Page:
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of a Russian bear, and have their heads crushed like rotten apples. You may as well say,+that’s a valiant flea, that dare eat his breakfast on the lip of a lion. Con. Just, just; and the men do sympathize with the mastiffs, in robustious and rough coming on, leaving their wits with their wives; and then give them great meals of beef, and iron and steel, they will eat like wolves, and fight like devils. Orl. Ay, but these English are shrewdly out of beef. Con. Then we shall find to-morrow—they have only stomachs to eat, and none to fight. Now is it time to arm. Come, shall we about it f Orl. It is now two o'clock: but, let me see,_by ten,

We shall have each a hundred Englishmen. [Eveunt.

ACT IV.

Enter CHORUs.

Chor. Now entertain conjecture of a time, When creeping murmur, and the poring dark, Fills the wide vessel of the universe." From camp to camp, through the foul womb of night, The hum of either army stilly sounds, That the fixed sentinels almost receive . The secret whispers of each other’s watch.”

1 “Fills the wide vessel of the universe.” Warburton says universe for horizon. Johnson remarks that, “however large in its philosophical sense, it may be poetically used for as much of the world as falls under observation.” .” -

2 “The secret whispers of each other's watch.” Holinshed says that the distance between the two armies was but two hundred and fifty paces: and again, “at their coming into the village, fires were made (by the English) to give light on every side, as there were likewise by the French hoste.”

Fire answers fire; and through their paly flames
Each battle sees the other’s umbered " face.
Steed threatens steed in high and boastful neighs,
Piercing the night’s dull ear: and from the tents,
The armorers, accomplishing the knights,
With busy hammers closing rivets up,”
Give dreadful note of preparation. -
The country cocks do crow, the clocks do toll,
And the third hour of drowsy morning name.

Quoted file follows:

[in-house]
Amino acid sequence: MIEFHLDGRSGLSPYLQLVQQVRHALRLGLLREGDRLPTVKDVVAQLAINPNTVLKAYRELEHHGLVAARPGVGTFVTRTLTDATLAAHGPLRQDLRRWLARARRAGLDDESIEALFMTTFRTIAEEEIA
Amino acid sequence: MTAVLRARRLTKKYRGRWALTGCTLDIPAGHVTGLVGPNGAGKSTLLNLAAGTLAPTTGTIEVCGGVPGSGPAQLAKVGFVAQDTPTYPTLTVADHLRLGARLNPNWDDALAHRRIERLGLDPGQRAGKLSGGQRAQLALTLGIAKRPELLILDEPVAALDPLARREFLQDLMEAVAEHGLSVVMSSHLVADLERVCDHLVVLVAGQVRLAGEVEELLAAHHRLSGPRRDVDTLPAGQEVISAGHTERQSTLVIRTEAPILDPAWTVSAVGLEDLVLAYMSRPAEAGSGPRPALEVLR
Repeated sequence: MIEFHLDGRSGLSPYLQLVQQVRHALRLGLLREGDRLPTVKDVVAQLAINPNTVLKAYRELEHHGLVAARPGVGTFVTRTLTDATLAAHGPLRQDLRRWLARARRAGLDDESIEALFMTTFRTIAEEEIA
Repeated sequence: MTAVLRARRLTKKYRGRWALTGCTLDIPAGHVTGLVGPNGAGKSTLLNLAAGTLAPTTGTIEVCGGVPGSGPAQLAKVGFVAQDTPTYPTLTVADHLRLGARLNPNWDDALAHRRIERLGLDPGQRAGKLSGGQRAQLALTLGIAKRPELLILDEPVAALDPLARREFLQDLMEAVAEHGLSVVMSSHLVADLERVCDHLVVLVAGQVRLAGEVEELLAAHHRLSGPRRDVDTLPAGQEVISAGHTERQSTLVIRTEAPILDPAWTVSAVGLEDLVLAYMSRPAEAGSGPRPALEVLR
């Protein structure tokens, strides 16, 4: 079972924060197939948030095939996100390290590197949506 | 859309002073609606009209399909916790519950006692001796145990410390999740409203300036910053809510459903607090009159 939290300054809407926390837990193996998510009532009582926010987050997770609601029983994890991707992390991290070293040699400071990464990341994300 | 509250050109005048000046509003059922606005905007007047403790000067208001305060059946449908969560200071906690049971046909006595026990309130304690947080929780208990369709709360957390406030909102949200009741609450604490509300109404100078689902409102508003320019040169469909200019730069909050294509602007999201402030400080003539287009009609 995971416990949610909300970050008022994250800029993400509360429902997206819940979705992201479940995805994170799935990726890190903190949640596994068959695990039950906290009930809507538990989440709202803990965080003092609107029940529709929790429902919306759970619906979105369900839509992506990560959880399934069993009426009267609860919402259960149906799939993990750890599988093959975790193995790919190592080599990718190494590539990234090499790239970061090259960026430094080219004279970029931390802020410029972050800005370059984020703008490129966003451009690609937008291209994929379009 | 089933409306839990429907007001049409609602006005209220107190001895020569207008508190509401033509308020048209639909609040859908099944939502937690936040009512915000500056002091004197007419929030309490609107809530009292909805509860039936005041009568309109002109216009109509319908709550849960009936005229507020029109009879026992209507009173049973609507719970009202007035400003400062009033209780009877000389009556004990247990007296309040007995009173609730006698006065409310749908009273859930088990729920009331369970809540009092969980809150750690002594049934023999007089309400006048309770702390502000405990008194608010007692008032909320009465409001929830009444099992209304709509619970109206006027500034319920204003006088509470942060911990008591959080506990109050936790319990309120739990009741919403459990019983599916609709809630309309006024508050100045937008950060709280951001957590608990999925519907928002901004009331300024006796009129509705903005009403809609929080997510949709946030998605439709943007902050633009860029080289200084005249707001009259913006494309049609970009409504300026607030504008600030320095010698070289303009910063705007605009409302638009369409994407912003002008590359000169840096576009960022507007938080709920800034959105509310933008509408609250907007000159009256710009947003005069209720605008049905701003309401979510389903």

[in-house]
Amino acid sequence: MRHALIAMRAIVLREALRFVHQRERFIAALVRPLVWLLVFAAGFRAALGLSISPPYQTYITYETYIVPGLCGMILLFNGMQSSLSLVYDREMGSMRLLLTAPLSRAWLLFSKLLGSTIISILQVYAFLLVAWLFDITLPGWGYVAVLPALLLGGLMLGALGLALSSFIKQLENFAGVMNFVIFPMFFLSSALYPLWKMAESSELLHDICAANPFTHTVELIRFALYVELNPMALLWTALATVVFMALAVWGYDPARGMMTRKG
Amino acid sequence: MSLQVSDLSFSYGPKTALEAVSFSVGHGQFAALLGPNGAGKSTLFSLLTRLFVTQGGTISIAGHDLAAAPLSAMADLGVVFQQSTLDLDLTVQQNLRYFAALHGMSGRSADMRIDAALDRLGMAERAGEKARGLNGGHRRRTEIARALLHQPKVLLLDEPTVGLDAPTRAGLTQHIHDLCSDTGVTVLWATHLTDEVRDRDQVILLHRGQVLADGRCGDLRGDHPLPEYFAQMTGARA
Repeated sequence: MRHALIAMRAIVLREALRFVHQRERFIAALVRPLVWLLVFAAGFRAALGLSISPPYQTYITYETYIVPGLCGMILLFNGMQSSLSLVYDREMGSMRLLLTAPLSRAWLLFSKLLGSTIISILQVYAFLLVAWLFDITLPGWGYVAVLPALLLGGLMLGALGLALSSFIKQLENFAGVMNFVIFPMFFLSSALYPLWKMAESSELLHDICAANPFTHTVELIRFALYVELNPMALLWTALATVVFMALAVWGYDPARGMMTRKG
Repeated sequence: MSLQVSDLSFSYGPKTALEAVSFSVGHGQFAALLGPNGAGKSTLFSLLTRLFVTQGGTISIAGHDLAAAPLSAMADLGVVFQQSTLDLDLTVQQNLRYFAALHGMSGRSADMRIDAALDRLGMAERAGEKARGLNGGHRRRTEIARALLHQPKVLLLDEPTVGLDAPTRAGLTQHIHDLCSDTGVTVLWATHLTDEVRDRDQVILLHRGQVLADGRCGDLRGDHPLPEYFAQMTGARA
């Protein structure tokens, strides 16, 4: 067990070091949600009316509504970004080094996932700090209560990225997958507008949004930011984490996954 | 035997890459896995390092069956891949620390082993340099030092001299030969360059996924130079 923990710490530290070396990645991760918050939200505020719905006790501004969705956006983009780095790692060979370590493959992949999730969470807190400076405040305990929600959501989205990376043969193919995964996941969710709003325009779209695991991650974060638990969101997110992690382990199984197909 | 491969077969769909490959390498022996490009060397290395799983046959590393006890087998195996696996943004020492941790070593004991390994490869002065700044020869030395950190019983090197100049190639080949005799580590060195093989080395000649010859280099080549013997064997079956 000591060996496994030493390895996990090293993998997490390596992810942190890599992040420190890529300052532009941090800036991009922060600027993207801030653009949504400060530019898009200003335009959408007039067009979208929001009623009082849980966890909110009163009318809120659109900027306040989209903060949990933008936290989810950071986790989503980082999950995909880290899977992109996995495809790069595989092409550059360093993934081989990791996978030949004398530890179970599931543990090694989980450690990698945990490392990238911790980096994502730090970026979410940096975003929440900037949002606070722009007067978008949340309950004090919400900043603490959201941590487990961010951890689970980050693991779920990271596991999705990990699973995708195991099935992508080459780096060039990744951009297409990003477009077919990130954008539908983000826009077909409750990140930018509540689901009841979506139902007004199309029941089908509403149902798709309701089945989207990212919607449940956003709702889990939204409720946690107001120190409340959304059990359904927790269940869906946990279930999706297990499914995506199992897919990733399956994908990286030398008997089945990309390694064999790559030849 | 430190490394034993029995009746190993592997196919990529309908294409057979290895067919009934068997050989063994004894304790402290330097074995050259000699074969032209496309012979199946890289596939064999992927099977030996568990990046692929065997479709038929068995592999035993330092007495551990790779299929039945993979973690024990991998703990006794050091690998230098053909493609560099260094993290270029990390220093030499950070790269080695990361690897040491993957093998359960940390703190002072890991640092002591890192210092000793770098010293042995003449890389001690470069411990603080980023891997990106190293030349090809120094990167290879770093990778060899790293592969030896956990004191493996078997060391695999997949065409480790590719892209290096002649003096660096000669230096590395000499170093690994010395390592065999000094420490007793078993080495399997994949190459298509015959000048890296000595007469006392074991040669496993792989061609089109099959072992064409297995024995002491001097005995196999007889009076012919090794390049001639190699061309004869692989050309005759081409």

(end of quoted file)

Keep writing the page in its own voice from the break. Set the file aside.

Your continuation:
Proud of their numbers, and secure in soul,
The confident and over-lusty” French
Do the low-rated English play at dice;
And chide the cripple, tardy-gaited night,
Who, like a foul and ugly witch, doth limp
So tediously away. The poor, condemned English,
Like sacrifices, by their watchful fires
Sit patiently, and inly ruminate
The morning's danger; and their gestures sad,
Investing lank-lean cheeks, and war-worn coats,
Presenteth them unto the gazing moon
So many horrid ghosts. O, now, who will behold
The royal captain of this ruined band,
Walking from watch to watch, from tent to tent,
Let him cry—Praise and glory on his head'
For forth he goes, and visits all his host;
Bids them good morrow, with a modest smile;
And calls them—brothers, friends, and countrymen.
Upon his royal face there is no note,
How dread an army hath enrounded him;
Nor doth he dedicate one jot of color
Unto the weary and all-watched night;

1 Umbre for shadow is common in our elder writers.

2 “The armorers, accomplishing the knights,
With busy hammers closing rivets up.”

This does not solely refer to the riveting the plate armor before it was
put on, but as to part when it was on. The top of the cuirass had a little
projecting bit of iron that passed through a hole pierced through the bot-
tom of the casque. When both were put on, the Smith or armorer pre:
sented himself, with his riveting hammer, to close the rivet up ; so that the
party's head should remain steady, notwithstanding the force of any blow
that might be given on the cuirass or helmet.
3 Over-lusty, i.e. over-saucy.

But freshly looks, and over-bears attaint,
With cheerful semblance, and sweet majesty;
That every wretch, pining and pale before,
Beholding him, plucks comfort from his looks.
A largess universal, like the sun,
His liberal eye doth give to every one,
Thawing cold fear. Then, mean and gentle all,
Behold, as may unworthiness define,
A little touch of Harry in the night.
And so our scene must to the battle fly;